“JUSTICE SUCKS” Review: A Game That’s All About War, Revenge, and Cleaning Up Your Messes

90s television heaven!

Slade Watkins Avatar

JUSTICE SUCKS was provided to Kakariko Herald by tinyBuild Games for review.

When JUSTICE SUCKS was first revealed, I was very interested in the concept. It was something unique I hadn’t really heard of, so when we were given the chance to try it out, I was immediately excited.

JUSTICE SUCKS, for those who don’t know, is the latest game from Melbourne-based Samurai Punk (and published by tinyBuild Games) that centers around Dusty McClean’s plot for revenge after his family is kidnapped and warranty is voided by the evil corporation who made him. Knocked into a world of 90s television, Dusty is trained (by you, of course) for the war ahead of him, with the ability to unlock various power-ups, perks, and complete various challenges. The more you complete, the stronger Dusty becomes.

In this review, I’ll be covering the story (no spoilers), gameplay & upgrades (power-ups, perks, etc.), and my overall thoughts at the end.


As I mentioned in the introduction, Dusty McClean’s family has been kidnapped by an evil corporation. This same corporation voided his warranty and sent Dusty into “90s television land” (as I call it.) You team up with Sexy McClean, the hotter, dreamier manifestation of Dusty, to train up through various scenarios, and ultimately, rescue your family.

[Captured in Docked Mode]

For the purposes of this review, I’d like to discuss the first level: the McClean’s home. This acts as the tutorial level, where you get to meet members of the family and learn the controls. The story plays out a little something like this: Dad asks you to turn on the TV, then he can’t find his keys, then the children want to play hide and seek with you. After all is said in done, the family heads out to go do something, when suddenly, the McClean house gets robbed.

Jumping into action, Dusty is tasked with protecting the house and ‘getting rid’ of the intruders. You must stay hidden, otherwise the enemies will hurt you. So in order to attack them and stay safe, you ‘ping’ certain objects in Hack Mode (accessible on the ‘R’ bumper button on the Switch controller) to draw their attention to the traps. Once they get close to it, you can hit the button and harm the enemies for the greater good. Oh, and you get bonuses for absolutely devouring the enemies once you’ve killed them.

[Captured in Handheld Mode]

So, yeah, you’re a crazed robot vacuum killer. But, it’s only done for the sake of revenge, so it’s okay. Probably. (I’m not an expert on laws within Dusty McClean’s universe, so, don’t take my word for it.)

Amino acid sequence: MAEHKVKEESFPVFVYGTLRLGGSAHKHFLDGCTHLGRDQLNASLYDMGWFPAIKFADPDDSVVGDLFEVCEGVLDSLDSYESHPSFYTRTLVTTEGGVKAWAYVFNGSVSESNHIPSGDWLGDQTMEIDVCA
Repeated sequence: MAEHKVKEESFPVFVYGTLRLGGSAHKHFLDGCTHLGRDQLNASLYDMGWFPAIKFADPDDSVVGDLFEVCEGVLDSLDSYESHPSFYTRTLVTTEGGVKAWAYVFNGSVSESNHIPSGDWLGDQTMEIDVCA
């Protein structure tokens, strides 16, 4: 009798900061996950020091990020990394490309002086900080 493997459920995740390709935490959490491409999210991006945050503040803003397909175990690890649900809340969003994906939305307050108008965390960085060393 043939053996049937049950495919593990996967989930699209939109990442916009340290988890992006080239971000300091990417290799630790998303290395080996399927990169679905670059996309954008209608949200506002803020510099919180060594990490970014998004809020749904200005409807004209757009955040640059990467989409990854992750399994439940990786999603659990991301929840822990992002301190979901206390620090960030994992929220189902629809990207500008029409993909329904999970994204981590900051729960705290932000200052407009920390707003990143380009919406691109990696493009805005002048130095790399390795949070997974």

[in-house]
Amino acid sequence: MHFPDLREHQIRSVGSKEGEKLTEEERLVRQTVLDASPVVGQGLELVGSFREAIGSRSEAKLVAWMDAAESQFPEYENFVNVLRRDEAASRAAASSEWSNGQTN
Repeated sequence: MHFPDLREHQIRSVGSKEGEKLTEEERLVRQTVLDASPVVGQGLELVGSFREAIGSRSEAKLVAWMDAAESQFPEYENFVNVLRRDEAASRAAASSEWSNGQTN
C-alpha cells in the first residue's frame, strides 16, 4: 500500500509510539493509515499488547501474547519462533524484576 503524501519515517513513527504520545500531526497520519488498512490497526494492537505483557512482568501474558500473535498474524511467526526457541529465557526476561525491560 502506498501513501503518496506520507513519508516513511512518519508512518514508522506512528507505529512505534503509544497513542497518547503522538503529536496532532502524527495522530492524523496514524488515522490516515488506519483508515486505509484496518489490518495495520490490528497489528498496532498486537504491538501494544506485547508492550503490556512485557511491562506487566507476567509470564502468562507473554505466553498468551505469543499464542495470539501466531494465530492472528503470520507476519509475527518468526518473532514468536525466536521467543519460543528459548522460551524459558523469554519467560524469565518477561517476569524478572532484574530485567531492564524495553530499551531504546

Unfortunately, at the end of this mission, Dusty McClean is hurt by way of getting knocked into a television set (ouch) and his family is kidnapped. Thus begins the game, where you are transported into a world filled with 90s TV themes and references, as well as being introduced to your manifested “sexy” counterpart, aptly named Sexy McClean. (Those abs really are something!)

Gameplay & Upgrades

[Captured in Docked Mode]

Teaming up with Sexy, you’re trained by him to exact revenge on your family’s abductors through a series of missions and other challenges. The game actively encourages you to retry for the best scores and outcome, which in turn, gives you a higher power level and allows you to progress through the game at a slower pace. While you can just speed right through to the end, I think the way the game encourages you to play through allows you to enjoy it more!

Upgrades, perks, and other improvements are obtained by completing missions and challenges, as well as powering up Dusty to higher levels. The higher you go, the stronger you become, of course! (The Sexy Punch is my favourite personally, as it’s fun to watch enemies go flying mere seconds before eating them… Anyways, moving on.) These perks are activated by consuming your enemies and sucking up their blood, a la vampires, which is a cool way to encourage players to clean up after themselves.

Conclusion: Overall Thoughts

Even though there were a few minor graphical things that caught my eye – models are low-poly in some situations, Hack Mode felt sluggish when there was a lot going on, and cleaning up could feel tedious in large stages – it was a great experience overall and I’m looking forward to replaying the game in the future. With all that said: I hereby rate this game an 8/10 on our Scoring Chart!

JUSTICE SUCKS released today and is $19.99 on the US Switch eShop. (Our code was provided for the Switch version.)

  • 8/10
    Gameplay – 8/10
  • 7/10
    Design – 7/10
  • 8/10
    Writing – 8/10
  • 9/10
    Entertainment – 9/10

In Summary

Liked: The story, challenges, and power-ups are really fun to play and mess around with. Leaderboards are an awesome addition, too! [Framerate also felt solid!] Needs improvement: Sometimes, model felt “low poly” but still looked good. Hack Mode feels a bit sluggish at times, but still fun to mess with. Cleaning up can also feel tedious in bigger stages. JUSTICE SUCKS was provided to Kakariko Herald by tinyBuild Games for review.

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